Array Infinitive

Leslie Deere is a multi-media artist working with sound, image and performance and virtual reality. Born in Tennessee, Leslie moved to London to study music, and is currently based in Glasgow where she is working on her new project ARRAY INFINITIVE, which merges meditative practice with experimental VR participation.

She will hold a workshop with us at Antenna Gallery on Saturday the 26th of February. See sign up info at the bottom of the article.

Antenna: How would you describe your artistic practice today?

LD: My practice is very multi-media. A couple of years ago I created a book of photography and I’m about to do a series of screen prints, but the main focus of my larger scale projects the past several years has been on gestural audio-visuals.

Where did you first start experimenting with sonic art and visual interaction?

My BA was in Sonic Art. From that point I was interested in sculptural objects and sound, or physical form and sound. The sound and image making more gestural, performative work has been happening since 2016, through a Sound and Music residency at Music Hackspace in London.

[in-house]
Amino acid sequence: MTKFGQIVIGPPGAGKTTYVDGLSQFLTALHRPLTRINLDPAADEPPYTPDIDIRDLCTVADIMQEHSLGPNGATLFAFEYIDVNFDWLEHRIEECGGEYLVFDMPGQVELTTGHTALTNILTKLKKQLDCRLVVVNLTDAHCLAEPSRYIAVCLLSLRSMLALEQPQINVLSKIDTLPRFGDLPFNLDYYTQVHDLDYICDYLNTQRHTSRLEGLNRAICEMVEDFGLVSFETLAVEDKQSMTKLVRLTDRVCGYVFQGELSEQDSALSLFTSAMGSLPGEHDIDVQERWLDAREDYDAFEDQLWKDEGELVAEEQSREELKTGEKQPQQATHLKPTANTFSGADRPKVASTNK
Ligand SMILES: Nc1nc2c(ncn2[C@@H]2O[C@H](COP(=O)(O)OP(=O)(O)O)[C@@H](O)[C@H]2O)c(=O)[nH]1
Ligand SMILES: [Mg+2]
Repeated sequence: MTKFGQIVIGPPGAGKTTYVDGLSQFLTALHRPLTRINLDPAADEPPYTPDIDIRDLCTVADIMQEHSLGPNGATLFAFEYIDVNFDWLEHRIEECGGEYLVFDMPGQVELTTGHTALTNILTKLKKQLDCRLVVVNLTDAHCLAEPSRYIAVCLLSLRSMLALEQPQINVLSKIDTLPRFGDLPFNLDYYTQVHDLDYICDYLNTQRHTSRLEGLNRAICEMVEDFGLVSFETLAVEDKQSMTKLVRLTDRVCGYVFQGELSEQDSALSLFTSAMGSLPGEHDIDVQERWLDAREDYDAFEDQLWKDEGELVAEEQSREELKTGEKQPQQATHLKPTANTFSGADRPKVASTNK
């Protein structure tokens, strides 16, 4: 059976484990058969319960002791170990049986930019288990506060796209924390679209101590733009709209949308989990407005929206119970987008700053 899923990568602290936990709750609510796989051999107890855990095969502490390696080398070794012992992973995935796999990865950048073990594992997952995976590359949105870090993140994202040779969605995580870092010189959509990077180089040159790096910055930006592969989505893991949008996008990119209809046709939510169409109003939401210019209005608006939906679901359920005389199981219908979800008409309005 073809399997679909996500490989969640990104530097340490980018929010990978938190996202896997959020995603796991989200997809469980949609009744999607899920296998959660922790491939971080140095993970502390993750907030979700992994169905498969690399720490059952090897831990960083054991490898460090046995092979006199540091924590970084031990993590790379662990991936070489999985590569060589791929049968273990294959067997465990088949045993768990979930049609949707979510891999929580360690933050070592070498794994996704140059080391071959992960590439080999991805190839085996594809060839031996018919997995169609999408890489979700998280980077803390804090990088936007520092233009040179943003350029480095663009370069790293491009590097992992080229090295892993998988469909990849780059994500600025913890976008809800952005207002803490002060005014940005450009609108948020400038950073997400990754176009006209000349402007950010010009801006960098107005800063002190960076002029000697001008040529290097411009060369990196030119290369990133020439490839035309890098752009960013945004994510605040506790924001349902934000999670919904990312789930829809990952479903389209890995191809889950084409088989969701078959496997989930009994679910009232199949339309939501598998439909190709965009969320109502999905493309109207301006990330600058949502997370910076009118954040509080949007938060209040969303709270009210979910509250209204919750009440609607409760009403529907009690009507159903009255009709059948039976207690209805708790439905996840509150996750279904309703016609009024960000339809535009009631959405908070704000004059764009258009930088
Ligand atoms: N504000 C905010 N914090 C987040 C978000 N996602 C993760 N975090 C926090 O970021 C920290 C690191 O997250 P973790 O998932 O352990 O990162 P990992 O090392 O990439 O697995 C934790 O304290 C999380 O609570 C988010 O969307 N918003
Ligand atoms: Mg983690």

You are currently working on a project Array Infinitive. Can you describe the research intention behind the project?

This is a follow-on from the Hackspace residency work, which used a Kinect camera to play sounds live. There was also a silhouette projection behind me that echoed my movements in real-time. At that time I was looking at turn of the twentieth century technologies and that crossover happening between technology and spiritualism, as well as the idea of working with that which is invisible or immaterial. Clara Rockmore ( a Lithuanian violin prodigy and theremin performer ) was an important reference. The theremin was seen as a weird and futuristic instrument at the time, because it is played without actually touching anything.

My current piece is now taking that idea into VR. I am researching this encounter in VR as a means to reach an altered state experience. I’ve been working with Dr David Luke of Greenwich University and Breaking Convention to measure participant ASC response. I’m also trying to find out if a shared group experience can be achieved through this technology, on a local network in a shared physical space, and whether or not people can tell a human is conducting the experience.